It was in Graham Hinton’s inaugural address as president of the
Institute of Practitioners in Advertising that he issued the advertising
industry with a challenge: agencies must take on management consultants
to win back a place at top table, where they would have the ear of
chairmen and chief executives, rather than their marketing lackeys.
As the talk turns to who Hinton’s successor will be when he ends his
two-year term next year, nothing much has changed. Recently, in a reply
to Campaign’s 30th anniversary article, ’The State We’re In’ (25
September), Hinton said much the same thing again.
While no-one I’ve come across in the industry disagrees with his
analysis, nor do they show much sign of acting upon it. Maybe, in
private, they are trying to carry out Hinton’s call to sell themselves
as credible, professional business partners rather than suppliers of
words and images. If so, it’s beginning to look as though clients don’t
really believe them.
It’s time for those silver-tongued salesmen in charge of our leading
agencies to realise this is one battle they cannot win with words
They must do something.
What? Well, if there was a single solution I knew about and you didn’t,
I wouldn’t be writing it down here, I’d be selling it to you for a fat
consultancy fee. And you’d be moaning about how much people like me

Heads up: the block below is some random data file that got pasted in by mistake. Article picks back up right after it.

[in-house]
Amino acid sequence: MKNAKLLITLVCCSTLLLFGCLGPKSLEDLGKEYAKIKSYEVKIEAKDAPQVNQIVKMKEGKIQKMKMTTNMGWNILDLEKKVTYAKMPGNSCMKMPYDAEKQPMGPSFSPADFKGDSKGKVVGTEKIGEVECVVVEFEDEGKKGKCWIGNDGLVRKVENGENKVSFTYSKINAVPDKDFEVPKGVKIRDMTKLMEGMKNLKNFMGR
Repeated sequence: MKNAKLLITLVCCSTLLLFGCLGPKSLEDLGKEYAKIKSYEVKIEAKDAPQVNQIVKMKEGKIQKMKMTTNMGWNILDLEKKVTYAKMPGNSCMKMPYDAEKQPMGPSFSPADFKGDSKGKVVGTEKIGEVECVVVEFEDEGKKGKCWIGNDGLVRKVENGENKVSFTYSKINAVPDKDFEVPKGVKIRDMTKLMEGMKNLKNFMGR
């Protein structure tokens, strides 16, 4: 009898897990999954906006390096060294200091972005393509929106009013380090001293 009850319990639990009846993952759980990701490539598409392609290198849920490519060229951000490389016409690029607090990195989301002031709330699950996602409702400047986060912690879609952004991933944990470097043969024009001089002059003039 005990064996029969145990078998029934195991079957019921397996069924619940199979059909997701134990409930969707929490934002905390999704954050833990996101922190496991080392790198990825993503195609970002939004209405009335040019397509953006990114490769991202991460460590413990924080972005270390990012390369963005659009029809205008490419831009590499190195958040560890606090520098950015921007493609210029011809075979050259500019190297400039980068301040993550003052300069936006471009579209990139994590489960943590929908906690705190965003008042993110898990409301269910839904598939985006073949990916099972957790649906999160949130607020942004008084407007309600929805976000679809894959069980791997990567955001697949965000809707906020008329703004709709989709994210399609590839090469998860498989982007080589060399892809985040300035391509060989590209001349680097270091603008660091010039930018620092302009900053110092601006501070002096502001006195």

But there is one thing agencies could do that would help and it’s
something the IPA is aware of. It involves releasing their annual income
figures for public consumption.
Of course, we’re all familiar with the argument that billings alone no
longer give an accurate picture of agency fortunes when so little is
paid on a commission basis. Again, you’d be hard pushed to find anyone
who didn’t concur. And you’d find it equally tough to find out from them
what their own agency’s income figures are. It’s that old preference for
talk over action again.
But consider what all this means to those very clients that agencies are
trying to impress. When an industry judges itself against a measurement
system it acknowledges as outmoded, how can it command credibility?
Of course, billings leagues have their place - but it is alongside
income tables, not in isolation from them. And, for the record, Campaign
would be only too happy to present them in this way and to revise our
Top 300 agencies list to take account of the income figures.
The IPA is canvassing agencies on whether it should release the income
figures they already provide it with in confidence. Look at it as a
little test of the industry’s willingness to change, if you like, but if
the answer is anything other than an unequivocal ’yes’, I wouldn’t like
to be in the shoes of Graham Hinton’s successor.
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